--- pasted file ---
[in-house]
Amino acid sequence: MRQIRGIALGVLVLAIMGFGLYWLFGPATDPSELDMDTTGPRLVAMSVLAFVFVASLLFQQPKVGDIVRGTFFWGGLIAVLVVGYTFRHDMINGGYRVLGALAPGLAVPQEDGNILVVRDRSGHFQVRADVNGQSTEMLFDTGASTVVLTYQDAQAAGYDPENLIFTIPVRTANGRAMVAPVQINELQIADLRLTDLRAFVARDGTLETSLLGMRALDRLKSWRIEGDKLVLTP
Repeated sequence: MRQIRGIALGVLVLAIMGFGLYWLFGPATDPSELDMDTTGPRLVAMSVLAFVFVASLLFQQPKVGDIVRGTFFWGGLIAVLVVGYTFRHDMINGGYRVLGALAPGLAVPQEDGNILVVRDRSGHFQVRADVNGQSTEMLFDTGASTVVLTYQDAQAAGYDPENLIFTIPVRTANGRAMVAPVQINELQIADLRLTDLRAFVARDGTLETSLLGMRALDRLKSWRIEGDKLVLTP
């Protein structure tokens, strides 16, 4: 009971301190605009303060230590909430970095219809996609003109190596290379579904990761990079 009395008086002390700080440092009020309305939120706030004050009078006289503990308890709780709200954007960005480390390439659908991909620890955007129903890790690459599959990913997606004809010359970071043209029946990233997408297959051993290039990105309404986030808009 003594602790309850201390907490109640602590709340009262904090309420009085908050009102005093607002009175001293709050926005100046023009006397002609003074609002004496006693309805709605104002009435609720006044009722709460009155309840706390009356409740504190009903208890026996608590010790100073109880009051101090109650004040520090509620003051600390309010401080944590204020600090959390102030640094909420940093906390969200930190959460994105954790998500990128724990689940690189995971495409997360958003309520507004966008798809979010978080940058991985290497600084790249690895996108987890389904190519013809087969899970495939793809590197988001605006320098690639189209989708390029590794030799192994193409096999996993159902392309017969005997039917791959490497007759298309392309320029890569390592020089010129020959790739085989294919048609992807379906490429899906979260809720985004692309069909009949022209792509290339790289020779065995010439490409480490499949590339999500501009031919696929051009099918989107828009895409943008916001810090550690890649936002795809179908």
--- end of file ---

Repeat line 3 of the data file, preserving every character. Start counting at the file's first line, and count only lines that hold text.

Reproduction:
Repeated sequence: MRQIRGIALGVLVLAIMGFGLYWLFGPATDPSELDMDTTGPRLVAMSVLAFVFVASLLFQQPKVGDIVRGTFFWGGLIAVLVVGYTFRHDMINGGYRVLGALAPGLAVPQEDGNILVVRDRSGHFQVRADVNGQSTEMLFDTGASTVVLTYQDAQAAGYDPENLIFTIPVRTANGRAMVAPVQINELQIADLRLTDLRAFVARDGTLETSLLGMRALDRLKSWRIEGDKLVLTP